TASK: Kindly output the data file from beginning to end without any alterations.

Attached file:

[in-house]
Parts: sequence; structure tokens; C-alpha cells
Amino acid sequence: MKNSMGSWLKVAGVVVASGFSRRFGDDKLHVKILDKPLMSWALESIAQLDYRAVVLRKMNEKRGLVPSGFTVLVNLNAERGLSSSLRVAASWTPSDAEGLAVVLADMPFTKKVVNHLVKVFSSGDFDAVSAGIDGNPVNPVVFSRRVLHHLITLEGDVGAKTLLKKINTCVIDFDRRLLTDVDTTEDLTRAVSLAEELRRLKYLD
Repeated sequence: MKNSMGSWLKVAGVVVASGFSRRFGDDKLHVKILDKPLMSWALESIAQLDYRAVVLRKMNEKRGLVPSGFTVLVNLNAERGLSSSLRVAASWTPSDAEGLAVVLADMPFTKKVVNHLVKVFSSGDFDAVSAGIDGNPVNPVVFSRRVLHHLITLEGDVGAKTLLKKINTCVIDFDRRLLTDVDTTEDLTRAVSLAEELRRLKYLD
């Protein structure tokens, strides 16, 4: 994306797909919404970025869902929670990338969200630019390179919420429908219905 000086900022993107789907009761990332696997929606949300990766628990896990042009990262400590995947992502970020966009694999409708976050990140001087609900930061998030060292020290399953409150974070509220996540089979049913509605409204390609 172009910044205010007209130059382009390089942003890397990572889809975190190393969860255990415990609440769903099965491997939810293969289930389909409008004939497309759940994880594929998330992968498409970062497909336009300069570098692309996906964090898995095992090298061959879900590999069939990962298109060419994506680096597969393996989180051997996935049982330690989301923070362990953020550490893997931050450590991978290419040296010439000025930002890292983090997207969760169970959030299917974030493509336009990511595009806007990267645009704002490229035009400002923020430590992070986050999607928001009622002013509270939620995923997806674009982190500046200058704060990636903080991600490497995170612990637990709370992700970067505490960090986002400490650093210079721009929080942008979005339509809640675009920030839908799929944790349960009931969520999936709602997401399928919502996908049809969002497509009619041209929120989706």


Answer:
[in-house]
Parts: sequence; structure tokens; C-alpha cells
Amino acid sequence: MKNSMGSWLKVAGVVVASGFSRRFGDDKLHVKILDKPLMSWALESIAQLDYRAVVLRKMNEKRGLVPSGFTVLVNLNAERGLSSSLRVAASWTPSDAEGLAVVLADMPFTKKVVNHLVKVFSSGDFDAVSAGIDGNPVNPVVFSRRVLHHLITLEGDVGAKTLLKKINTCVIDFDRRLLTDVDTTEDLTRAVSLAEELRRLKYLD
Repeated sequence: MKNSMGSWLKVAGVVVASGFSRRFGDDKLHVKILDKPLMSWALESIAQLDYRAVVLRKMNEKRGLVPSGFTVLVNLNAERGLSSSLRVAASWTPSDAEGLAVVLADMPFTKKVVNHLVKVFSSGDFDAVSAGIDGNPVNPVVFSRRVLHHLITLEGDVGAKTLLKKINTCVIDFDRRLLTDVDTTEDLTRAVSLAEELRRLKYLD
């Protein structure tokens, strides 16, 4: 994306797909919404970025869902929670990338969200630019390179919420429908219905 000086900022993107789907009761990332696997929606949300990766628990896990042009990262400590995947992502970020966009694999409708976050990140001087609900930061998030060292020290399953409150974070509220996540089979049913509605409204390609 172009910044205010007209130059382009390089942003890397990572889809975190190393969860255990415990609440769903099965491997939810293969289930389909409008004939497309759940994880594929998330992968498409970062497909336009300069570098692309996906964090898995095992090298061959879900590999069939990962298109060419994506680096597969393996989180051997996935049982330690989301923070362990953020550490893997931050450590991978290419040296010439000025930002890292983090997207969760169970959030299917974030493509336009990511595009806007990267645009704002490229035009400002923020430590992070986050999607928001009622002013509270939620995923997806674009982190500046200058704060990636903080991600490497995170612990637990709370992700970067505490960090986002400490650093210079721009929080942008979005339509809640675009920030839908799929944790349960009931969520999936709602997401399928919502996908049809969002497509009619041209929120989706």